Microsoft Surface Pro Hands On

 

The Microsoft Surface Pro is releasing this weekend (Feburary 9th, 2013) in the United States and Canada at Microsoft stores, Best Buy, Staples, and online. Starting at $899, the Surface Pro boasts a Intel Core i5 processor  and a 1080p display. These provide both a boost in performance/speed and the ability to run legacy Windows apps. But does the high price for the relative lack of storage and battery life mean this tablet is DOA? I went hands on at the local Microsoft Store to find out.

The first thing you notice about the Surface is the screen. It’s crisper and brighter than the Surface RT screen (which is 1366×768 opposed to the Pro’s 1920×1080 screen). The next thing you notice is the heft of the machine when you pick it up. The Surface Pro weighs two pounds, which looks downright portly next to the iPad (4th Generation) which tips the scales at 1.46 pounds. The VaporMg casing has a nice feel in the hand but it’s not much different than the aluminum back on the Apple iPad. However, the Surface is one of the few Windows 8 tablets that have a (basically) all metal construction. 

Once you start using the Surface, it’s clear that the roots for the device lay in Windows. The Windows 8 OS, while novel looking, often spits you out to a familiar desktop looking environment when you fire up apps such as Microsoft Explorer or Word. The Surface Pro comes with a built in Wacom digitizer and pen which offers surprising accurate handwriting recognition. Like the Surface RT, you can pair your Surface with a magnetic cover that offers a keyboard (either keys or a touch surface). It’s an innovative concept that works fairly well. Having several options for input (onscreen keyboard, handwriting, touch cover, bluetooth keyboard) is a welcome addition.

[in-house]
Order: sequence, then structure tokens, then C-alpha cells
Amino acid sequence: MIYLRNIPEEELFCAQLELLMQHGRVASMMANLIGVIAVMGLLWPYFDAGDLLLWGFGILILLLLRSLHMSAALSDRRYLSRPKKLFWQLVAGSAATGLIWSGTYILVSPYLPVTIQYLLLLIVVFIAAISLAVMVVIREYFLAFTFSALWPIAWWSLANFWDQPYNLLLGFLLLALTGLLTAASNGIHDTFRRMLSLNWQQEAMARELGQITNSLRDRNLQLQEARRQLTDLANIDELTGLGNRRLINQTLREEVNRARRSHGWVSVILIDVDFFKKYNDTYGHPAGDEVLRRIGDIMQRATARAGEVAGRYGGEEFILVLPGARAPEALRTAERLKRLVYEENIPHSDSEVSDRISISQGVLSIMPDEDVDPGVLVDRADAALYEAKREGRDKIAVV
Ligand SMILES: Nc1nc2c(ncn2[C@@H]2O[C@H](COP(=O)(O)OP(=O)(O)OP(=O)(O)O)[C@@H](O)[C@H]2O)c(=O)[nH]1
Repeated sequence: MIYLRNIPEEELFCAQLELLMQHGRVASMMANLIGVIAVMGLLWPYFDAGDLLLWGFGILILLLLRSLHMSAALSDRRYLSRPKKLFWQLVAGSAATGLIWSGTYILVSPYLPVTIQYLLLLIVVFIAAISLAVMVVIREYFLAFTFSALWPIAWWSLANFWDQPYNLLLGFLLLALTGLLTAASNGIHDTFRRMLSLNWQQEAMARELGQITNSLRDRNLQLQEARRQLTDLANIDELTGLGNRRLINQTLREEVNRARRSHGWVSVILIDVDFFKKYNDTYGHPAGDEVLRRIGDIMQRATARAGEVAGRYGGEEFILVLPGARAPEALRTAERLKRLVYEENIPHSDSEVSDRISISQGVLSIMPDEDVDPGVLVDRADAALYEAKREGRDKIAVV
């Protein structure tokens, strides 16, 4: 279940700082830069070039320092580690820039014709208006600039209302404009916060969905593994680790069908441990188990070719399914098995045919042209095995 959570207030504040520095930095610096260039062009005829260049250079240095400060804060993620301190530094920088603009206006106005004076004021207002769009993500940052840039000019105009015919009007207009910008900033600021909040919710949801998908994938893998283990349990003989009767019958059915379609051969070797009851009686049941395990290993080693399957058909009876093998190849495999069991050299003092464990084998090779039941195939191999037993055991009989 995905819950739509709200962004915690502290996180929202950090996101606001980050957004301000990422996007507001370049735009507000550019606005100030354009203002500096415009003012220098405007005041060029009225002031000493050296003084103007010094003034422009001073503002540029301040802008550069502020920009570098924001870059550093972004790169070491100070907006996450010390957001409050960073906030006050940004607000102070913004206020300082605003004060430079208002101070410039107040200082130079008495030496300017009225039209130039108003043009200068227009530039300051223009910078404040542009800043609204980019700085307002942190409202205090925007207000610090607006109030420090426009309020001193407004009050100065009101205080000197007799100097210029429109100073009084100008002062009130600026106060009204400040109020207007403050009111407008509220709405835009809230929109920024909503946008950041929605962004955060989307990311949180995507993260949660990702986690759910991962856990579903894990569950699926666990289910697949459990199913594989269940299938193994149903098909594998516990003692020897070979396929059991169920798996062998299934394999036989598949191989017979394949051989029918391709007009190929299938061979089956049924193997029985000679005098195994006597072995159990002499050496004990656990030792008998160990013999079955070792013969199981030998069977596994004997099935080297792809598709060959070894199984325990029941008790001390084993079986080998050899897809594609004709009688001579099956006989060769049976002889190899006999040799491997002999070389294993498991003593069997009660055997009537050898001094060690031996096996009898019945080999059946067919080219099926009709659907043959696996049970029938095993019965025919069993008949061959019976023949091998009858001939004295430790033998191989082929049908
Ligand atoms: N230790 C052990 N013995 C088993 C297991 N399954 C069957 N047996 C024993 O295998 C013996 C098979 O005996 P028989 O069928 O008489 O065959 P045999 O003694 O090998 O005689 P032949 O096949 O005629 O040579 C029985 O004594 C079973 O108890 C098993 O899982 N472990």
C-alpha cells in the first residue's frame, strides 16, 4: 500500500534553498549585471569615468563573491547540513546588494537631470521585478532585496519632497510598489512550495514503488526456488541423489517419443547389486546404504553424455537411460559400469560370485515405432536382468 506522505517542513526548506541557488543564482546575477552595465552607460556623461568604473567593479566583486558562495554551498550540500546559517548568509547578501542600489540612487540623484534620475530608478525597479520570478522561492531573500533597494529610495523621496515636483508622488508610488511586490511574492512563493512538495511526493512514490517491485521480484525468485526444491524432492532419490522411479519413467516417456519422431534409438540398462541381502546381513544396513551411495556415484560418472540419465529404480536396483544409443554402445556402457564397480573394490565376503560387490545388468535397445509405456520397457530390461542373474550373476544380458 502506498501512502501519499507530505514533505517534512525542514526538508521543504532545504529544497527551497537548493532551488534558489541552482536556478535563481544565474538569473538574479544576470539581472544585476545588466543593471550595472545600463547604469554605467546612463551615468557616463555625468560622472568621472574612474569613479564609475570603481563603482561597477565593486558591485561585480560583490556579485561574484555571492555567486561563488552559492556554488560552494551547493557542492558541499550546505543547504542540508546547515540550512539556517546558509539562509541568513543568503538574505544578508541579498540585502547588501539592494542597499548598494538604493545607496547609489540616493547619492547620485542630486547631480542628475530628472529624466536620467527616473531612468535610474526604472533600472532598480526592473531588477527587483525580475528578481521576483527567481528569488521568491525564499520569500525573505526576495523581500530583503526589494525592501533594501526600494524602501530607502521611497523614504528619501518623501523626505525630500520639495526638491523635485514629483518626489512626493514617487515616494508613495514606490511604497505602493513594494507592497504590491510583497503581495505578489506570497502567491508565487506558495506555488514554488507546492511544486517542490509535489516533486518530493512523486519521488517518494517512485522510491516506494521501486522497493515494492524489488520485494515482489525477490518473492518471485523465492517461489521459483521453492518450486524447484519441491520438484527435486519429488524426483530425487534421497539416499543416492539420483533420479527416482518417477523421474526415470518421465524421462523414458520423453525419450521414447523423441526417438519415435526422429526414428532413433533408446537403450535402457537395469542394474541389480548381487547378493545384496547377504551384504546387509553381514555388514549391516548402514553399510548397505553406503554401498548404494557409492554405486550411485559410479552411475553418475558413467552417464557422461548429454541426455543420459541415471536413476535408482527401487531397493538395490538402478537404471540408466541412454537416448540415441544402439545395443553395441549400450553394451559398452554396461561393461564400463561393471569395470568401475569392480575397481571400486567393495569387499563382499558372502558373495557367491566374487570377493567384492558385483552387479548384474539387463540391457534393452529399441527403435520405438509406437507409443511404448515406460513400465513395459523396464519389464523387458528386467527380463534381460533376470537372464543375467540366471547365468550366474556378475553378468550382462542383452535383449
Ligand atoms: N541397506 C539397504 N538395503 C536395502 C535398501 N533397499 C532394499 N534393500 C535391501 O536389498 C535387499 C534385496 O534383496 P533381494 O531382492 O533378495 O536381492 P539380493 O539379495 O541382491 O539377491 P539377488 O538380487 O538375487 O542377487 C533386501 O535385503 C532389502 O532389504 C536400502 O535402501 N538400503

When it comes to speed, the Pro is no slouch and it shows with 4GBs of RAM paired with the Intel Core i5 processor (The iPad is rumored to have 1.5GB as part of the A6X SoC). With this power comes the sacrifice of battery life. Both the Pro and the iPad have 42 Wh batteries, but the Pro only manages 5 hours while the iPad is almost double that in battery life. The main problem with that? The charger for the Pro is a 48W brick which is normally used for laptops. Unless you have a HyperMac Macbook capable battery backup, you won’t be able to charge this remotely. This is a battery life of a laptop- which would be ok … if it was a laptop. Consumers expect more battery life out of a tablet.

The other chief complaint I have isn’t the lack of apps (even though that is a sticking point). It’s Microsoft’s weird obsession to make the entire OS horizontal scrolling. I understand they want to make a statement with the new OS, but from a UX standpoint it’s extremely jarring and uncomfortable. Even in portrait mode the only option is horizontal scrolling which wastes valuable screen space with awkward formatting. This means without the kickstand, you basically have to use two hands to operate the device (with Flipboard on the iPad I can operate with one hand). Ever try to use a mouse to scroll horizontally? It’s even worse that way (just look how a typical mouse is built).

I really wanted to love the Surface Pro as I thought it had a ton of promise. However, Microsoft missing both the price point ($899 is too high for what it is) and several key features (storage space, battery life, and weight) means that this product won’t be the slam dunk that Microsoft hoped it would be. It won’t be a total failure, as the enterprise market has plenty of demand for a tablet like this. But just like RIM showed us, ignoring the consumer market provides it’s own set of large risks to deal with. Microsoft’s success depends largely on two things: upgraded models on a yearly(ish) cycle and solid legacy support for the first generation. It’s not the best way to compete but they don’t really have a choice.